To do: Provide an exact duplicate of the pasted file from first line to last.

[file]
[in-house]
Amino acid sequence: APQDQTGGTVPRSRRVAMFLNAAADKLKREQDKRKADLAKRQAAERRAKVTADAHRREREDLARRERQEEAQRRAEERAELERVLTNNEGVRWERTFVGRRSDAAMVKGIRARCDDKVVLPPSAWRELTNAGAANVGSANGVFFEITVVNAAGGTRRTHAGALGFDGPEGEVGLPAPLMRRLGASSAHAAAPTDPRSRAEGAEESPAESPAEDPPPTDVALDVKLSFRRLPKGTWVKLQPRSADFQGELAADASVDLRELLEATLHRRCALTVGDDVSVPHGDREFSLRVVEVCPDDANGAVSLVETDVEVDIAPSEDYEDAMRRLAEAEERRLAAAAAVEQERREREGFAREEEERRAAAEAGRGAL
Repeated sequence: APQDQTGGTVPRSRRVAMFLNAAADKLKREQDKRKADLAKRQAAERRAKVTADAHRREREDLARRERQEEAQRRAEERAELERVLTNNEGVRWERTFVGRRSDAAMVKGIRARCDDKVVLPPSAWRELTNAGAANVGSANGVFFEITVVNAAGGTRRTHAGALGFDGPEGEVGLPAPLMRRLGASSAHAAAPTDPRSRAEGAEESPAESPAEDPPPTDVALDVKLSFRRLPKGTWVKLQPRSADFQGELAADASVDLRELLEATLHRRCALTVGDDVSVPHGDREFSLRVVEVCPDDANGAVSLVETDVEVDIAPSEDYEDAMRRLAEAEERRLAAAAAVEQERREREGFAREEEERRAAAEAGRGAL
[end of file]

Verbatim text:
[in-house]
Amino acid sequence: APQDQTGGTVPRSRRVAMFLNAAADKLKREQDKRKADLAKRQAAERRAKVTADAHRREREDLARRERQEEAQRRAEERAELERVLTNNEGVRWERTFVGRRSDAAMVKGIRARCDDKVVLPPSAWRELTNAGAANVGSANGVFFEITVVNAAGGTRRTHAGALGFDGPEGEVGLPAPLMRRLGASSAHAAAPTDPRSRAEGAEESPAESPAEDPPPTDVALDVKLSFRRLPKGTWVKLQPRSADFQGELAADASVDLRELLEATLHRRCALTVGDDVSVPHGDREFSLRVVEVCPDDANGAVSLVETDVEVDIAPSEDYEDAMRRLAEAEERRLAAAAAVEQERREREGFAREEEERRAAAEAGRGAL
Repeated sequence: APQDQTGGTVPRSRRVAMFLNAAADKLKREQDKRKADLAKRQAAERRAKVTADAHRREREDLARRERQEEAQRRAEERAELERVLTNNEGVRWERTFVGRRSDAAMVKGIRARCDDKVVLPPSAWRELTNAGAANVGSANGVFFEITVVNAAGGTRRTHAGALGFDGPEGEVGLPAPLMRRLGASSAHAAAPTDPRSRAEGAEESPAESPAEDPPPTDVALDVKLSFRRLPKGTWVKLQPRSADFQGELAADASVDLRELLEATLHRRCALTVGDDVSVPHGDREFSLRVVEVCPDDANGAVSLVETDVEVDIAPSEDYEDAMRRLAEAEERRLAAAAAVEQERREREGFAREEEERRAAAEAGRGAL